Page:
It is virtuous kings —Duncan, his son Malcolm —whose power uplifts them and the people of Scotland that they serve. Tyrant Macbeth does not spare one thought for his Scottish people. By contrast, Macduff’s groan, “O Scotland, Scotland!”, tells us both where his heart is and what power is meant to do. “O nation miserable, / With an untitled tyrant bloody-sceptered, / When shalt thou see thy wholesome days again?” The difference between the two mindsets could hardly be more obvious. The one exploits power to put down, to oppress —thus lapsing into demonic and hallucinatory fantasies of hell. The other uses power to lift up, to hierarchize —thus guiding his subjects to the harmonious peace of unity on earth.

Hierarchical Power

Let’s turn from Shakespeare to Dionysius, who through much of the Christian tradition was identified with Dionysius the Areopagite mentioned in Acts 17 as being converted through St. Paul’s sermon on Mars Hill. He articulates his theology mainly in four books: The Divine Names (DN), The Mystical Theology (MT), The Celestial Hierarchy (CH), and The Ecclesiastical Hierarchy (EH).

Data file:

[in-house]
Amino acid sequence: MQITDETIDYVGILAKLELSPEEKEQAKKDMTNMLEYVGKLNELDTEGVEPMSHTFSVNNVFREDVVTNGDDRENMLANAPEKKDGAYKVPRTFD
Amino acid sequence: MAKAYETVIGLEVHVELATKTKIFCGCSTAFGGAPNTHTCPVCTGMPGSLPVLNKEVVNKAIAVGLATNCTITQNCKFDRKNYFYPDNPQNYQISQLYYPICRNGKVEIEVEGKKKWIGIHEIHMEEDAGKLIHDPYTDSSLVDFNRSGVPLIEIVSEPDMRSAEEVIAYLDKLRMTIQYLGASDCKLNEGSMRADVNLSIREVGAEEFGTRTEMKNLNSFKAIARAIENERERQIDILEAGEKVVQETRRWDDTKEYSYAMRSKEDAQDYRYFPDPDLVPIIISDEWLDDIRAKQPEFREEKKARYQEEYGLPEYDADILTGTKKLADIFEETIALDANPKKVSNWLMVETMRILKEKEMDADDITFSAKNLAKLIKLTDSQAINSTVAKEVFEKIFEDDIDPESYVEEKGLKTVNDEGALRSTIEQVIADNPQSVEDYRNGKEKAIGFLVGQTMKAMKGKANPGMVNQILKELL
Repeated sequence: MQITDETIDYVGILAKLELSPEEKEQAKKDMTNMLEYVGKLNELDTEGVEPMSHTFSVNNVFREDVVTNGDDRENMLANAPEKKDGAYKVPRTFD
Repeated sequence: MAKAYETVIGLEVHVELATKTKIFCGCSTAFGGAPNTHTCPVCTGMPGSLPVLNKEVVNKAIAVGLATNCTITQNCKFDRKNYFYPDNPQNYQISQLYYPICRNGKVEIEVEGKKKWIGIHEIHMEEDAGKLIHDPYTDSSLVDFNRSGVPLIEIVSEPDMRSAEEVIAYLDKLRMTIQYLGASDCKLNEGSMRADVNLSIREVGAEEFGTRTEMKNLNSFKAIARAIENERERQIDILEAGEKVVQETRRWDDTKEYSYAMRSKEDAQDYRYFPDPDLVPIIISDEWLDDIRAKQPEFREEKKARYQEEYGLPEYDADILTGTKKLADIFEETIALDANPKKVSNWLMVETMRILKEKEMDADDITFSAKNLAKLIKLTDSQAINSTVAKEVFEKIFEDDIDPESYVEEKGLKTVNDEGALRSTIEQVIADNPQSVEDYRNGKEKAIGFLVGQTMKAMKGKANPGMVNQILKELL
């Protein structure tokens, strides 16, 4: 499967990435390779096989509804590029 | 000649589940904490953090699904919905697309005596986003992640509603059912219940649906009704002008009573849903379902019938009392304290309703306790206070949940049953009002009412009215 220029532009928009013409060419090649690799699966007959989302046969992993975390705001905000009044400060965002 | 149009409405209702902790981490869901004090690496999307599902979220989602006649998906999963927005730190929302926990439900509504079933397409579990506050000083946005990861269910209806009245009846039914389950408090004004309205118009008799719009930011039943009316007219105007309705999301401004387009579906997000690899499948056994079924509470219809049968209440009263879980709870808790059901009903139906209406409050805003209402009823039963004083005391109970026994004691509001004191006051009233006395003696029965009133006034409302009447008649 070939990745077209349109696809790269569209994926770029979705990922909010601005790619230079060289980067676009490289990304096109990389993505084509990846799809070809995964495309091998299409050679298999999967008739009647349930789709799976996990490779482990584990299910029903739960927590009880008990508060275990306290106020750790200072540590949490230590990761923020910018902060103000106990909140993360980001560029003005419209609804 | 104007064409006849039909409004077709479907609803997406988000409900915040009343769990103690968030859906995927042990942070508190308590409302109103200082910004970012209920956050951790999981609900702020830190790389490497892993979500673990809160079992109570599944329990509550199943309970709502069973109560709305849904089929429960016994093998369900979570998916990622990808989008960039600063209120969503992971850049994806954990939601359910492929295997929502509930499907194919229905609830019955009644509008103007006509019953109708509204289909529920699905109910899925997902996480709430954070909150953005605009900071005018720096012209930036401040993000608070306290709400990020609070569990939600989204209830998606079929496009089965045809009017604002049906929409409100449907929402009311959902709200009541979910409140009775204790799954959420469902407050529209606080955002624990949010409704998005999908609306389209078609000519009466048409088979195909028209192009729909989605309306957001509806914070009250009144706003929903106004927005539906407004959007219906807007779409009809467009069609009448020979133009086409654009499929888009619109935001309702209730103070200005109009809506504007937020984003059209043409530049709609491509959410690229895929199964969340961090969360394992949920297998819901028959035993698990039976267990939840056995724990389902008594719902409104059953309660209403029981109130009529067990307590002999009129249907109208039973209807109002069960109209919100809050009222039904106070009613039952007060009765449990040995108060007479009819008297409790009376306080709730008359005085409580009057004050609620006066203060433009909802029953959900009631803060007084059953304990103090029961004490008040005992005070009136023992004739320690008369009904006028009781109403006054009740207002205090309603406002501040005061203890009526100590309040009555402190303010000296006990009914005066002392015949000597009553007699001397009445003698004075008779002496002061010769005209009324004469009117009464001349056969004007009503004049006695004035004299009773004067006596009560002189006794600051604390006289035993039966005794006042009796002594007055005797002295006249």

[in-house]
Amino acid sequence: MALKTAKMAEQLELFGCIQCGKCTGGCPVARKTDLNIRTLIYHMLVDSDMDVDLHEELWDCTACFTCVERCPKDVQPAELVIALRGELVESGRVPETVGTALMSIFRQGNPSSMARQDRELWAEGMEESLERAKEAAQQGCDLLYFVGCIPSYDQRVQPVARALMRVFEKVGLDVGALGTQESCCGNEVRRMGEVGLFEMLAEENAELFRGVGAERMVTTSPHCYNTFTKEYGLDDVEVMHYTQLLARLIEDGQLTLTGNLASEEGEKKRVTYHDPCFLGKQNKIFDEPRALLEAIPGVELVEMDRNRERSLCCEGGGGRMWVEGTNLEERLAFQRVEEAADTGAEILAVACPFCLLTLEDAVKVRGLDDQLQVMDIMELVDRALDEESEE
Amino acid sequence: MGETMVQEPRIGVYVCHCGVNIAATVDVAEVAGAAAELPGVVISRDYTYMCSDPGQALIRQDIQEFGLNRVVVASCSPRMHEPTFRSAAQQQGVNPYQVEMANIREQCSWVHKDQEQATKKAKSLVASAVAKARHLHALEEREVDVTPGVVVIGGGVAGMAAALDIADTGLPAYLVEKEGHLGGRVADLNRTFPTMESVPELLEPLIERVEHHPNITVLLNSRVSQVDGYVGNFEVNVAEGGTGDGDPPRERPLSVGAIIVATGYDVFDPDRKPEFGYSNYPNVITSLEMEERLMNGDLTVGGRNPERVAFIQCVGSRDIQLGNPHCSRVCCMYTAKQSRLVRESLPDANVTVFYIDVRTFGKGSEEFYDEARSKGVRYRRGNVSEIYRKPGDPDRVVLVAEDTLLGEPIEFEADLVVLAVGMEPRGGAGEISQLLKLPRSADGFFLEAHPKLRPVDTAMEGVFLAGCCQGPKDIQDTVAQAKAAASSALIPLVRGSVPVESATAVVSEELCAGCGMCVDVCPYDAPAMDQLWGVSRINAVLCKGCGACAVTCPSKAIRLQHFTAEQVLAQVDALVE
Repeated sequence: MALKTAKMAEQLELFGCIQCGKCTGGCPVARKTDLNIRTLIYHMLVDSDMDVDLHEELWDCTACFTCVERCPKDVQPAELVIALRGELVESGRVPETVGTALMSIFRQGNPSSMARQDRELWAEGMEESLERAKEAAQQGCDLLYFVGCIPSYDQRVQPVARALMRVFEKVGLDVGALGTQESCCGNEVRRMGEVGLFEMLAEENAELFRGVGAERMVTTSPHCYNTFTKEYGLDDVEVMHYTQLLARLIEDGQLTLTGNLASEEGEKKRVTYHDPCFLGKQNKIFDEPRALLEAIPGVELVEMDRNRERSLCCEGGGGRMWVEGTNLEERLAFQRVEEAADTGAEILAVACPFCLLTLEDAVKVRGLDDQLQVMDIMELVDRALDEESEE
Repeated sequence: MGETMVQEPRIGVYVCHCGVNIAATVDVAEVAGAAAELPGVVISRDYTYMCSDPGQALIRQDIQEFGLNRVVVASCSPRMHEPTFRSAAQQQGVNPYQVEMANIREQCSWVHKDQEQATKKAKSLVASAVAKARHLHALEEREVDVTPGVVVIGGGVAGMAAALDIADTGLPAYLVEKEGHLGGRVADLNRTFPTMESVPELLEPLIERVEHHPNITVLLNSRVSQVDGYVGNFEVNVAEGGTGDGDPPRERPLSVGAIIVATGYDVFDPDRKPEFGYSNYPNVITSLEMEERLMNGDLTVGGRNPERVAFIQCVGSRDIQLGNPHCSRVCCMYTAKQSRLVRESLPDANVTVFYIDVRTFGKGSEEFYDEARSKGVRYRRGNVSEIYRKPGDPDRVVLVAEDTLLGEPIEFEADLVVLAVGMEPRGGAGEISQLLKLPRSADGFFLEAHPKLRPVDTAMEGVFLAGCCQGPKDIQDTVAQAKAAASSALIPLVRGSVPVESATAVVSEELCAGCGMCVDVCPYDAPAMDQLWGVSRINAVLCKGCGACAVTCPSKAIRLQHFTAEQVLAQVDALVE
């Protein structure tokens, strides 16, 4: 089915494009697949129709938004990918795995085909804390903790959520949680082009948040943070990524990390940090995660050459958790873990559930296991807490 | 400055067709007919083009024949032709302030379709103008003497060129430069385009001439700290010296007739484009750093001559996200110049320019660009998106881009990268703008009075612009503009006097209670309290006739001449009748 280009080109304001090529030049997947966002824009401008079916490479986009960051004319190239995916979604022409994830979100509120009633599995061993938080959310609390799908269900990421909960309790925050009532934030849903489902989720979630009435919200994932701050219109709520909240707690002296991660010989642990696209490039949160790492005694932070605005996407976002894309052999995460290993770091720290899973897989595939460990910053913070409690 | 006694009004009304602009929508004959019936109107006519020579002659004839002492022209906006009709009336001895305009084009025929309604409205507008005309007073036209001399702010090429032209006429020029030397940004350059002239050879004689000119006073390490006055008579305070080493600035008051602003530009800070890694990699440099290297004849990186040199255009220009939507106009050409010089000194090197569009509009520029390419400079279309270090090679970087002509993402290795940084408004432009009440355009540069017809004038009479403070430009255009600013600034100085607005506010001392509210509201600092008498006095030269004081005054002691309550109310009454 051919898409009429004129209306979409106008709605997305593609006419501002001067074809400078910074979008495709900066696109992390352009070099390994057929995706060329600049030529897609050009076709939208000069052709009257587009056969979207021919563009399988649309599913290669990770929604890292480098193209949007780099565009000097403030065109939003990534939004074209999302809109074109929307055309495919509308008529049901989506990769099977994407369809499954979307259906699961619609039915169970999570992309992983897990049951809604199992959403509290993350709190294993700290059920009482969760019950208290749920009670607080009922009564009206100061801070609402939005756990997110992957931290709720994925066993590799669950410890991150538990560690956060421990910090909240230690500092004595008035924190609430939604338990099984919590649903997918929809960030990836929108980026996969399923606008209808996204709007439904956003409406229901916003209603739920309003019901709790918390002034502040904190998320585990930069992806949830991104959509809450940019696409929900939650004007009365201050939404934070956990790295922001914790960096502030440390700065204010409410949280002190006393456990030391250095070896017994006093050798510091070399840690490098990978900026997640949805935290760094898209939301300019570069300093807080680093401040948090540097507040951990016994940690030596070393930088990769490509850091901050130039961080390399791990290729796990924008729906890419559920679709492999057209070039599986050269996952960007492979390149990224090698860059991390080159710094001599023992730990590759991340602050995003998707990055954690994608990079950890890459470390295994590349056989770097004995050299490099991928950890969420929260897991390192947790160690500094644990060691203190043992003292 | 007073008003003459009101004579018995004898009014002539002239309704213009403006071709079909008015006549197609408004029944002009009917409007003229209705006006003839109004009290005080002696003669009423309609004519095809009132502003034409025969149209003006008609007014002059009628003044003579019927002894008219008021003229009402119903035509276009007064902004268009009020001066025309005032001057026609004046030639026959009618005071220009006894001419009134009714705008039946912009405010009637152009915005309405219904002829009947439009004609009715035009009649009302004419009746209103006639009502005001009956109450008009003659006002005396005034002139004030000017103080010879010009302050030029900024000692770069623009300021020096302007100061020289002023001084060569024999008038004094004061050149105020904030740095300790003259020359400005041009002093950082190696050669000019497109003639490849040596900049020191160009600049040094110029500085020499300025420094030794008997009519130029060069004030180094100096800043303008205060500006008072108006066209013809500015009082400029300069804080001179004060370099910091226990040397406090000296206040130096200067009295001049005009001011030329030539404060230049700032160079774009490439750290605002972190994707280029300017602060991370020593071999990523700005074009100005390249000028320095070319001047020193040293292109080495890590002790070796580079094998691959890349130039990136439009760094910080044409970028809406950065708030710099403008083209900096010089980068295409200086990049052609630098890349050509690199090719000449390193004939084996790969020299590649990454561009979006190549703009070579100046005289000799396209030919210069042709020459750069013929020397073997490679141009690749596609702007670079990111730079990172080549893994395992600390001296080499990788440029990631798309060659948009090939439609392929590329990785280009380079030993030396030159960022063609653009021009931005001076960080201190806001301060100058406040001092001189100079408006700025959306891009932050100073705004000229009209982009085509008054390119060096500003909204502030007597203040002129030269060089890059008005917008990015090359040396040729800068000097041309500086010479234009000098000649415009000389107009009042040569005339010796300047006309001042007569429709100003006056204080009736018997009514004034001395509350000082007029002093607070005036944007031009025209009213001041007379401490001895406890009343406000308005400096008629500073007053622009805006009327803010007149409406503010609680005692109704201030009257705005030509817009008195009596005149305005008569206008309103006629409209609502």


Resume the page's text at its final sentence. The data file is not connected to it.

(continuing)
The first two are in some ways markedly different from the last two, as the titles intimate: The Divine Names and The Mystical Theology discuss the question of how it is that we can name God, considering his transcendence, while The Celestial Hierarchy and The Ecclesiastical Hierarchy deal with the divinely ordered structures of angels and of the church. Still, the books are all closely linked. To understand how Dionysius viewed power, we need to look at his discussion of angelic and ecclesial hierarchies against the backdrop of the participatory metaphysic that he outlines in The Divine Names and The Mystical Theology.